Baby, It’s Cold Outside…

…but Lynn U. Miller keeps us all warm, with these spectacular photos.

While the rest of us were snuggled up yesterday afternoon, she ventured out to Jesup Green, and the snowy riverbank behind Oscar’s.

The results are definitely worth it. Click on, hover over or swipe to enlarge!

National Hall - Lynn U Miller

(Photo/Lynn U. Miller)

(Photos/Lynn U. Miller)



Tess’ Bench

The other day, I posted a few of Lynn U. Miller’s photos of the library Riverwalk, at dusk. 

I was struck by their beauty. Many “06880” readers were too. But for Suzanne Tanner, one picture was especially poignant. She wrote:

I want to thank Lynn for capturing such a profound and welcoming photo of my daughter’s memorial bench on the grounds of the Westport Public Library.

The bench was inspired by and appropriated with a memorial fund started in my daughter’s name to establish points of figural beauty in and around one of Tess’s favorite places in town — our riverfront library.

Library bench sunset - Lynn U Miller

I want to remind others how important it is to pause and reflect on all of the love that is given to us in life, be it the warmth of a child’s hand in ours or the generosity of a singular smile resonating in the crevices of time’s travel. It always pleases me to see another appreciate the beauty in the structure of the bench and the delightful setting for all to share.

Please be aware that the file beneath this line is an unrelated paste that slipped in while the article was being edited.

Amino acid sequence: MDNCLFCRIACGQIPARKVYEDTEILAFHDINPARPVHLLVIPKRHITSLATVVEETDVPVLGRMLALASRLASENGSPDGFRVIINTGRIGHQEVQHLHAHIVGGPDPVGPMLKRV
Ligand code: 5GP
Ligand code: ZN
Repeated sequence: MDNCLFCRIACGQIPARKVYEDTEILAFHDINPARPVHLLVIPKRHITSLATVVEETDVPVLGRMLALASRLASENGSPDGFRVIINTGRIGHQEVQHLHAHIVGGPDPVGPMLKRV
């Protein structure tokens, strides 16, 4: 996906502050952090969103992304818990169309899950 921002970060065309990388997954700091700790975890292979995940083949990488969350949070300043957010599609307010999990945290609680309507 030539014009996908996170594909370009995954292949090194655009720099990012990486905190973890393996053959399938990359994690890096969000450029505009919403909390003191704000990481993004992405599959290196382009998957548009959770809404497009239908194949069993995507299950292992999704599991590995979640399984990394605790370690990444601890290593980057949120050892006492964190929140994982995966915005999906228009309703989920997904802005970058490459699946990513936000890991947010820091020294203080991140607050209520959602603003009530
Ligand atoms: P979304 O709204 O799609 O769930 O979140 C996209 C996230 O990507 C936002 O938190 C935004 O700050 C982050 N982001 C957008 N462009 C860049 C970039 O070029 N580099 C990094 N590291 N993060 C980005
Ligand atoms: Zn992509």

A portion of Tess’s fund has been allocated to the Levitt Pavilion to continue the effort. I am currently searching for outdoor sculptures, favoring any with the essence of poetry, discovery, mythology and hummingbirds to create a Riverwalk Sculpture Garden in Tess’s honor.

If anyone has any ideas or suggestions, please contact either myself ( or the Levitt ( I welcome the energy and opportunity to share in the journey of remembering a most delightful spirit with an inspiring path along the riverwalk.


Westport, Through A Window

(Photo/Dayle Brownstein)

(Photo/Dayle Brownstein)

Chamber Seeks That “Special Shot”

After I posted a slew of gorgeous weather-related photos recently on “06880,” several readers floated the idea of producing a book filled with Westport scenes.

I will add that to my to-do list, because I definitely need another project*. But until I get to it**, here’s an idea for everyone who has ever taken a Westport photo:

The current Chamber of Commerce guide is 5 years old.

The current Chamber of Commerce guide is 5 years old.

The Westport Weston Chamber of Commerce is looking for a cover photo for its new Membership/Visitor’s Guide.

Inside will be an upgraded pull-out map, a focus on our ever-changing restaurant scene, and a section highlighting the arts.

The cover — well, that’s up to you.

The Chamber wants “that special shot that represents the best of our town.” The winner — selected by the Chamber’s board of directors — will also grace the front of the map, to be distributed both with and without the guide.

Runner-up photos will be used throughout the guide. Submissions can be emailed to: (subject line: “Photo contest”). The deadline is February 15.